China's publishing industry records 19% growth

Updated: 2011-07-21 10:54


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CHONGQING -- China's publishing industry saw a 19-percent increase in its gross output in 2010, despite a marked trade deficit with much fewer exported publications than imports, according to a government report released Wednesday.

The industry's gross output topped 1.26 trillion yuan ($196.7 billion) in 2010, with the value-added up 13 percent from 2009 to hit 350 billion yuan, according to a report of China's publishing industry in 2010, released by the General Administration of Press and Publication (GAPP) at a symposium in southwestern Chongqing municipality.

The output of digital publishing in 2010 was up by 31.6 percent year-on-year, and its value-added up 23.7 percent, the report said.

It has been the first time China released figures for the growth of its publishing industry.

The report said that China exported 965,000 titles of books, newspapers, periodicals, audio-visual publications and electronic publications in 2010, up 4.9 percent from 2009.

However, the total amount of exported publications was only about 10 percent of that of imports, it said, adding that such a situation needs further improvement.

The country strives to enhance the influence of Chinese culture worldwide by exporting more cultural products so as to boost "soft power," but the volume and influence of exported cultural products are still far from satisfactory.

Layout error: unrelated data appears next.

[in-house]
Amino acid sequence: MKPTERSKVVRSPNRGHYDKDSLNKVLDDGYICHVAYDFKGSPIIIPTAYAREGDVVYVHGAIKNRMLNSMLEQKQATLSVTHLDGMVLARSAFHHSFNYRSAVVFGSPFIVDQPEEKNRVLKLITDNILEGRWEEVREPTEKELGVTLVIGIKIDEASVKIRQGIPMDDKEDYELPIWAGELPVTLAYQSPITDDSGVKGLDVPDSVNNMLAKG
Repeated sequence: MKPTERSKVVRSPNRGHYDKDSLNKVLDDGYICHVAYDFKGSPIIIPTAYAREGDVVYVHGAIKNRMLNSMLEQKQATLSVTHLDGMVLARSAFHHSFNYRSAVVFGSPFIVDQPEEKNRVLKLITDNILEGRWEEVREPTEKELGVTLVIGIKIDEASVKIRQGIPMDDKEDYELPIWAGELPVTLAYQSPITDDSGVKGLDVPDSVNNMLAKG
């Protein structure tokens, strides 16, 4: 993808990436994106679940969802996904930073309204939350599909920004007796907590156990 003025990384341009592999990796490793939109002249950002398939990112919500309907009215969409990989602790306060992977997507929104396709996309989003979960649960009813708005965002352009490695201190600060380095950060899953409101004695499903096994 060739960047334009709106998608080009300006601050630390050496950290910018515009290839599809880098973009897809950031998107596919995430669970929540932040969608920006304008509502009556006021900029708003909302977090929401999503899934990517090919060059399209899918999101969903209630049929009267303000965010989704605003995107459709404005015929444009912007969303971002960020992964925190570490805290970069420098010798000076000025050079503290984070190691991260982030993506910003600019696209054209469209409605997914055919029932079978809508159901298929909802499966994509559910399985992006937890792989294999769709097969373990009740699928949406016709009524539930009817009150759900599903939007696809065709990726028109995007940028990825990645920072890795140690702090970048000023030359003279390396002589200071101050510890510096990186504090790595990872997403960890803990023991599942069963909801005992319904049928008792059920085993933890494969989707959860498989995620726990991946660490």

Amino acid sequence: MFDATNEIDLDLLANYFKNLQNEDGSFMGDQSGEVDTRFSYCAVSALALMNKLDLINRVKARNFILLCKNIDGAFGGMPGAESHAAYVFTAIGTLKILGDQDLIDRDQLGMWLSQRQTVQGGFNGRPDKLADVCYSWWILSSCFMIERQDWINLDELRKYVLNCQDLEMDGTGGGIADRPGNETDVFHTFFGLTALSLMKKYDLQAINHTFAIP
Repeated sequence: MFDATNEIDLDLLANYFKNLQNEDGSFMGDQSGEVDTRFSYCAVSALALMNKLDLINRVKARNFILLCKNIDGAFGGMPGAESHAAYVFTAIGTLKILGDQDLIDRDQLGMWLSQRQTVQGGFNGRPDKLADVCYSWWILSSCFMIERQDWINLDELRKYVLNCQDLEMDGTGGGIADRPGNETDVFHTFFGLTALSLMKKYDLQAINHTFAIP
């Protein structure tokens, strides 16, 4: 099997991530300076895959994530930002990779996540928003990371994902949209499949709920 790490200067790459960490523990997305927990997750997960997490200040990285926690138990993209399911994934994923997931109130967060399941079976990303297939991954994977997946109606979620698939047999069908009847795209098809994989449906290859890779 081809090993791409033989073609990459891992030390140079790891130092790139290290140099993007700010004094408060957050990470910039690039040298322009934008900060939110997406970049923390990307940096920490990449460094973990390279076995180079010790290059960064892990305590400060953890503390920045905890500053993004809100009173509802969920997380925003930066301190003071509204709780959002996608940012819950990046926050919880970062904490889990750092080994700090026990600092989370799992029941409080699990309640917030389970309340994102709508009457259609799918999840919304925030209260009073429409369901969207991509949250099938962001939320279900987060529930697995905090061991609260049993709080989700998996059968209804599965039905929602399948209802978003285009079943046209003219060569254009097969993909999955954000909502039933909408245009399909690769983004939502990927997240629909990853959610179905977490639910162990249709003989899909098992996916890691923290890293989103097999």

The report said that the total revenue of publications' imports and exports climbed 15.4 percent to 6.14 billion yuan, but the gross profit was down by nearly 38 percent to 170 million yuan.

Meanwhile, the country is still restructuring its publishing industry in order to make it more market-oriented.

The number of publishing companies, a majority of which were transformed from state-owned units, rose by about 15 percent year-on-year in 2010, with the gross output accounting for 87.5 percent of the entire industry, said the report.

"China will finish restructuring units of all non-political newspapers and periodicals by September 2012," said GAPP Director Liu Binjie at the symposium.

Last year, the country published 328,000 titles of books, 9,884 titles of periodicals, up 1.4 percent and 2 percent from 2009, respectively, according to the report.

It said more than 1,900 titles of newspapers were published in China last year, with 23 newspapers publishing more than 1 million copies of each issue, including the Reference News, People's Daily, Guangzhou Daily and Global Times, which are overseen by the Communist Party of China.

The report also said there are 245 titles of books for every 1 million Chinese, and an average of 92.5 copies of newspapers for every 1,000 citizens each day.